I recently became addicted to Pinterest. My friends and I call it the Pinhole – you start looking at one thing and then hours later you emerge having been taken off on an interesting and amazing journey into topics and pictures you never dreamed of. But, I like it! Its simplicity, its visual impact, its ability to thrill, educate, inspire… all makes me come back wanting more. It’s my guilty pleasure.

During my Pinterest journey, I have been surprised at how slow high street retailers are at embracing Pinterest for their benefit. Let’s take a look at the facts: Pinterest was launched in 2011 and today, it is the 3rd most popular social network, growing by 18% in the past year and has over 70 million users worldwide – of those 80% are women, according to Digital Marketing Ramblings… It’s a prime and ripe audience for retailers to engage with – or so you would think!

But, of all of those pinners, Econsultancy says that the average person follows only 9.3 retailers. So, why aren’t consumers engaging with retailers on Pinterest? Research carried out by the IBM Institute of Business Value, says that 55% of social network users never engage with brands due to privacy violation (47%), fear of spam (40%) or has a distinct lack of interest (34%).

Today’s digital consumer is connected, has access to many communications channels, has a shorter attention span, has more choice and perspectives, is demanding and wants consistency across all channels.

For retailers to begin engaging with their audience, they must adopt a new marketing mix – it’s out with the 4 Ps and in with SAVE. Solutions, Access, Value, Education and ENGAGEMENT. Retailers must humanise their company brand and join the conversation so that their consumers see them as a trusted peer. In doing this they will gain real value through improving customer responsiveness, enhancing customer needs and wants, stimulating interest, developing new revenue streams and extending reach.

So how do retailers achieve this?

By painting a picture, building the brand, increasing brand awareness, brand equity and brand purpose. By creating a personality, sharing information, hints and tips on fashion and style, advice on how to create an entire look, how to mix tones and colours. By demonstrating transparency, highlighting ethical issues and topics such as sustainable fashion and locally sourced materials. By involving the consumer – let them do the selling through re-pinning images, special offers and user reviews.

Users of Pinterest search for topical and season pins, so retailers should look to maximise holiday periods and seasons by creating seasonal mood boards and boards for Christmas, Easter, Valentine’s day etc. with colour themes, styles and advice. J Crew was the first brand to offer a sneak preview of its autumn range on Pinterest one week before the catalogue was released, encouraging consumers to pre-order any fashion items before they went on sale the following week and just last week were promoting a secret sale, offering a 25% discount for any order placed within 24 hours by using the code: secret.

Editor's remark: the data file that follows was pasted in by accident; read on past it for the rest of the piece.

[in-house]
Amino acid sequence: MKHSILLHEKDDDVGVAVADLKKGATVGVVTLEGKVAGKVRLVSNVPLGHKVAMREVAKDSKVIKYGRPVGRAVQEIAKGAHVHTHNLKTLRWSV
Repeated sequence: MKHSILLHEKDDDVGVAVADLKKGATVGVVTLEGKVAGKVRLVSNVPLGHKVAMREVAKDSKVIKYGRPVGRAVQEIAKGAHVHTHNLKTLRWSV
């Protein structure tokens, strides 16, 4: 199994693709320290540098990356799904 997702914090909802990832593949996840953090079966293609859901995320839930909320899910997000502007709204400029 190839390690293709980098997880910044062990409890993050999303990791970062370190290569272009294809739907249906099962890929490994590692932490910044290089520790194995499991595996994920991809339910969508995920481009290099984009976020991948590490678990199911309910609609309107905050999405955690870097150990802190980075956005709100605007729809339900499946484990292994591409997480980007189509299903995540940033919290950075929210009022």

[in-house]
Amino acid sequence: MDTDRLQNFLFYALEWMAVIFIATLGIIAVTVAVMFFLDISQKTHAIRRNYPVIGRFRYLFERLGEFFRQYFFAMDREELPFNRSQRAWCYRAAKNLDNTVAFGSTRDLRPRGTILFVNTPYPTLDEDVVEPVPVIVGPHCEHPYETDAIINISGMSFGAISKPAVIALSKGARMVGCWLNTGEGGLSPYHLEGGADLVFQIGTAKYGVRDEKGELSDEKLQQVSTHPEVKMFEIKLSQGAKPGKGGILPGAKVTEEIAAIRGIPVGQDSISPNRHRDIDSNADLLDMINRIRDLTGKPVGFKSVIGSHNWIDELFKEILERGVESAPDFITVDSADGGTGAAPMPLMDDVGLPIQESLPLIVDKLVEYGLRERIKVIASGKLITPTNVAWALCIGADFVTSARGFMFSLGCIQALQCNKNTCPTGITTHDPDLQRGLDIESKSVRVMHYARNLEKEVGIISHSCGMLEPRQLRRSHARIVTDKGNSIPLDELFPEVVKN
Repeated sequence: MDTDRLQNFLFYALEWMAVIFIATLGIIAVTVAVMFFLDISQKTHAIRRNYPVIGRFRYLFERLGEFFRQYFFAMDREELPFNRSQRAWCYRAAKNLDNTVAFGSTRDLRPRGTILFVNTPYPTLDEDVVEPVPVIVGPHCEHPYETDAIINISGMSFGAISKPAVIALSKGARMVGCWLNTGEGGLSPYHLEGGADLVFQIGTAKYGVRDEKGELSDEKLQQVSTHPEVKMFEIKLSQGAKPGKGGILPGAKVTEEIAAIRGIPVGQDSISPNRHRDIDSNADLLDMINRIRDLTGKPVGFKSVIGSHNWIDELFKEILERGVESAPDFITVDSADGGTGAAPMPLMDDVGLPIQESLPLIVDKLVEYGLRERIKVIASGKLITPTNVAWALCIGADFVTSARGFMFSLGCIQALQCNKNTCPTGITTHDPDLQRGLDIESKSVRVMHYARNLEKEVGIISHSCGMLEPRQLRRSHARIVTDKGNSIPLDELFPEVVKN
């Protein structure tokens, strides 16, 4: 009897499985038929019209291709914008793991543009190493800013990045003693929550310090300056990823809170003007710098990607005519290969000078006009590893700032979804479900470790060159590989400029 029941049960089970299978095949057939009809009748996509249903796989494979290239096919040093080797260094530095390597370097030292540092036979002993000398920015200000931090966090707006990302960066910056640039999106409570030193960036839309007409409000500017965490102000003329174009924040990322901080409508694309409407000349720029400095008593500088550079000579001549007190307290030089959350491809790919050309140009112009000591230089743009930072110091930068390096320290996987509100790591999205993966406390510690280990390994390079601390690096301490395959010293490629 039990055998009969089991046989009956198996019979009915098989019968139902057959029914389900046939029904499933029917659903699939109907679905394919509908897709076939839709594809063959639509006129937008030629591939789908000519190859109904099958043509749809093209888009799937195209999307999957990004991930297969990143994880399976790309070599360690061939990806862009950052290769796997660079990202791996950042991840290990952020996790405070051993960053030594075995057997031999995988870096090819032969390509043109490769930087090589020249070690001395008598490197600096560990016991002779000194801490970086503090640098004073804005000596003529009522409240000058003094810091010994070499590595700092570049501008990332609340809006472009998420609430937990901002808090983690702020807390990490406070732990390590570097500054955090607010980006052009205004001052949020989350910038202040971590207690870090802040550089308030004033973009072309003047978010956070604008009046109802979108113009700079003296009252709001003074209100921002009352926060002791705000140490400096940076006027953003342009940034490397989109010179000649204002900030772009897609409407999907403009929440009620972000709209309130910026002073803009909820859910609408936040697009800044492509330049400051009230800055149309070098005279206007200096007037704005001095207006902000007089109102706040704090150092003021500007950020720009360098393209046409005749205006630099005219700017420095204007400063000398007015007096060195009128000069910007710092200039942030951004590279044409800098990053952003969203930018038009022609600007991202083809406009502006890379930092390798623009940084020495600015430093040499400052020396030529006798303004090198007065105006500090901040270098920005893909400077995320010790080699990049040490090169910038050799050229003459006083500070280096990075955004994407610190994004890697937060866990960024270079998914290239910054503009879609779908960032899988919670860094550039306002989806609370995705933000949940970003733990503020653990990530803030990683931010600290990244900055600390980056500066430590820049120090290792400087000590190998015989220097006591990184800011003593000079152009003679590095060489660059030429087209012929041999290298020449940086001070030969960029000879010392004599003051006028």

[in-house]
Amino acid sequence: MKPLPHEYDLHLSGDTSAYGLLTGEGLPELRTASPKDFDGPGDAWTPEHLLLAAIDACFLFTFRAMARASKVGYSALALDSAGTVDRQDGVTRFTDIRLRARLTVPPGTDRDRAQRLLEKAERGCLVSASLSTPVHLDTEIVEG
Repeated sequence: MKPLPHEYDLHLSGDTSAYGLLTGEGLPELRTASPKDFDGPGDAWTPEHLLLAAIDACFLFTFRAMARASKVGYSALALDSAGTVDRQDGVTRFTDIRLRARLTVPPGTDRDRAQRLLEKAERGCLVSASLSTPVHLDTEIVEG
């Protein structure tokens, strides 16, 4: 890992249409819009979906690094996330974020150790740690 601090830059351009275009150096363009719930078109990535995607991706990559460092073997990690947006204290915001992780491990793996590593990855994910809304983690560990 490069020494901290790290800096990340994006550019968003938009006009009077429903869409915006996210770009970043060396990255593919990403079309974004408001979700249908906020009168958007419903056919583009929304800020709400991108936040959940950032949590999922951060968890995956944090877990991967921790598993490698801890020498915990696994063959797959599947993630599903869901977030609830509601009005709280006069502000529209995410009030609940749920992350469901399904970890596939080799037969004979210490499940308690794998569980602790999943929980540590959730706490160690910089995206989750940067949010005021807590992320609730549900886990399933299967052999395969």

Boards don’t just have to contain content from the retailer, they can pin and re-pin news, blogs, images etc. from other pinners and commentators, this all adds wider value and relevance, and ultimately increases engagement.

Of course, it’s all about making money and so when retailers do pin products, they must make sure they add a price as images with a price gain 36% more likes than pictures without, according to Shopify. Pinterest is great for reverse showrooming, where a pinner has purchased a product in store after pinning in online. A key element here is consistency. If a retailer is promoting a product online then that product has to be promoted and easy to find in store. Now more than ever it’s critical that the online and in-store experience has synergy.

But let’s not forget to have some fun with what we pin. Run competitions, get pinners to share images of products they’ve bought around a theme or season, offer discounts etc…. All of which builds on the community engagement and further drives sales. An example of a retailer who has embraced this is Ikea, which launched a Pin It to Win It campaign last year.

Above all else, retailers must make sure their pins have relevance, generate engagement and are eye-catching.

Realising the potential for businesses, in November 2012 Pinterest launched its Pinterest for Business pages and today there are roughly 500,000 business pages on Pinterest. Pinterest continues to enhance the offering and is adding new and improved features to help businesses maximise their potential. A great feature for retailers is the Pinterest Price alerts, which automatically notify a pinner when a product they pinned but didn’t buy is reduced.

As consumption moves beyond transaction more and more consumers will begin embracing retailers that have meaning and personality. Retailers that are already getting to grips with how to use Pinterest to engage with their customers are one step ahead. Make sure you don’t get left behind!

Jo Coxhill is a freelance marketer and founder of Vision 29, which provides marketing strategy, planning and implementation to B2B and B2C companies.

If you would like to speak to Jo about an up-coming project, please contact her at jo.coxhill@vision29.co.uk or by calling 07432 130979.

www.vision29.co.uk